Presentation on theme: "Associating Attribute Data In GIS With support from: NSF DUE-0903270 Prepared by: in partnership with: John McGee Jennifer McKee Geospatial Technician."— Presentation transcript:
Associating Attribute Data In GIS With support from: NSF DUE Prepared by: in partnership with: John McGee Jennifer McKee Geospatial Technician Education Through Virginia’s Community Colleges (GTEVCC)
The Problem Data comes from a variety of sources, and often, the data you want to display on your map is not directly stored with your geographic data (i.e. has no spatial component). Spatial Component
Non-Spatial Data Sources For example, you might obtain data from –A federal agency –A state agency –A local government If this information is stored in a table, such as an Excel spreadsheet, or even a text file), you can associate it with geographic features and display the data on your map.
Benefits of Associating Data? Efficiently incorporate non-spatial data into an existing layer. –specifically data without a geographic component Merge layers for subsequent mapping and analysis –temporarily or permanently
Methods Of Associating Data ArcMap provides two methods to associate attributes with geographic features –Joins: When you join two tables, you append the attributes from one into the other based on a field common to both tables. –Relates: Relating tables defines a relationship between two tables—also based on a common field—but doesn't append the attributes of one to the other. Instead, you can access the related data when necessary.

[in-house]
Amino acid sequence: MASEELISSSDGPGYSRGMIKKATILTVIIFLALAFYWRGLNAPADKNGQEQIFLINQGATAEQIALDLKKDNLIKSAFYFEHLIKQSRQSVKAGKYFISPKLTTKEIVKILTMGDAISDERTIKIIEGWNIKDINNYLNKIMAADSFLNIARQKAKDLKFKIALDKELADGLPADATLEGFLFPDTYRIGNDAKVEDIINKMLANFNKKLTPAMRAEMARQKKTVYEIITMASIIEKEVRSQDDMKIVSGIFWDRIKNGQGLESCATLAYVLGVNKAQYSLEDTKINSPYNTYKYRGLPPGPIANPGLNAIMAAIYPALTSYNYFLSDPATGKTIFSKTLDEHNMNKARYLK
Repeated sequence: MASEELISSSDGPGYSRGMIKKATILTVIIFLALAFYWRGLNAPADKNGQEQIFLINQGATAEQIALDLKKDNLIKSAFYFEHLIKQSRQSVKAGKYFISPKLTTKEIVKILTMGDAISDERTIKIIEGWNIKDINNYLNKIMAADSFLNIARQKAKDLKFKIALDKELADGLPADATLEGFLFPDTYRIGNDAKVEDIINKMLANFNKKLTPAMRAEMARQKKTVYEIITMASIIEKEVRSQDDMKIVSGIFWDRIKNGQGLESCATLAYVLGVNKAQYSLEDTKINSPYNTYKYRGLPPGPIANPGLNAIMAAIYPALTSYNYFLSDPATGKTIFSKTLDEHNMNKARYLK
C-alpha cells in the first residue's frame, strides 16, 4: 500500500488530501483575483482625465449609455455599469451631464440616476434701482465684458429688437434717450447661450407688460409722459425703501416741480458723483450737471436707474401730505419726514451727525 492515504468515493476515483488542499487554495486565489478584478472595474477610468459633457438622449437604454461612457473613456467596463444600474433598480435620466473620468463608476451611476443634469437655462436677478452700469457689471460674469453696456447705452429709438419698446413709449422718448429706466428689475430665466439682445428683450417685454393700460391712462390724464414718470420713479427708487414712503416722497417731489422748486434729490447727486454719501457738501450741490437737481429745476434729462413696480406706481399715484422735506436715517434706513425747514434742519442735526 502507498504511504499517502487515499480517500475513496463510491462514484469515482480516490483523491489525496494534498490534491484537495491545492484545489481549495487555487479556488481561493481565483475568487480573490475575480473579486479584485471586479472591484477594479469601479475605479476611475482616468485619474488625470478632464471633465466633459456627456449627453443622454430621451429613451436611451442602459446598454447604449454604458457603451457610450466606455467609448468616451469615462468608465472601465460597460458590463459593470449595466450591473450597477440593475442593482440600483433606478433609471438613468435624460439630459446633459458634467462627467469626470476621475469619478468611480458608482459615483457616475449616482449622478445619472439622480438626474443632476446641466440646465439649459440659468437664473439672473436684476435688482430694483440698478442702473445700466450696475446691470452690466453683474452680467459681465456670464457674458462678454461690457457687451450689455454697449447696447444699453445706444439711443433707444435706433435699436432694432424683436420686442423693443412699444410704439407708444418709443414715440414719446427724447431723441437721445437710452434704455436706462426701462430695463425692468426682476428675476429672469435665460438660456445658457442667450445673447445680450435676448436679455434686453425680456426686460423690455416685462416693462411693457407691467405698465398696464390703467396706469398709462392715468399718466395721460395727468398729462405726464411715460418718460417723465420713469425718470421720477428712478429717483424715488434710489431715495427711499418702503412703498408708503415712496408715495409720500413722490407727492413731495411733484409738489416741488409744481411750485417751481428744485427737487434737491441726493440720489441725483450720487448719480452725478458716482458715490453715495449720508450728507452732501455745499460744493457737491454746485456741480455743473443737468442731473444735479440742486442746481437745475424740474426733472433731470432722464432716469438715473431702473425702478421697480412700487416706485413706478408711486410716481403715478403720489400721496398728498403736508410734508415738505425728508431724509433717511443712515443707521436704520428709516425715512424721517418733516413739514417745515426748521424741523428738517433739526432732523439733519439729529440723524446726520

What Is Joining? Merging the attributes of two datasets that share a common attribute. One-to-one relationship (Joining) Jennifer McKee John McGee Donald Trump Geospatial Project Developer VA Geospatial Extension Specialist Real Estate Tycoon
What Is Joining? Merging the attributes of two datasets that share a common attribute. One-to-one relationship Common Attribute
What Is Joining? Merging the attributes of two datasets that share a common attribute. One-to-one relationship
When To Join? You'll want to join two tables when the data in the tables has a one-to-one or a many-to-one relationship—for example, you have a layer showing store locations, and you want to join a table of the latest monthly sales figures to it.
What is Relating? One-to-many relationships (Relating) Not covered in this workshop McGee Family John Alicia John Cole Leighton Baboo Sealy
What is Relating? One-to-many relationships Common Attribute
When To Relate? You'll want to relate two tables when the data in the tables has a one-to-many or many-to-many relationship - for example, your map displays a parcel database, and you have a table of owners. A parcel may have more than one owner, and an owner may own more than one parcel.
Notes About Joining Joins and relates are reconnected whenever you open the map. This way, if the underlying data in your tables changes, it will be reflected in the join or relate. When you're through using a join or relate, you can remove it. You can make a join permanent by exporting the dataset Can associate any datasets, but only if they share a common attribute
Common Attribute Must Be Exact! String types will not associate to integer types even if the String field contains only integers.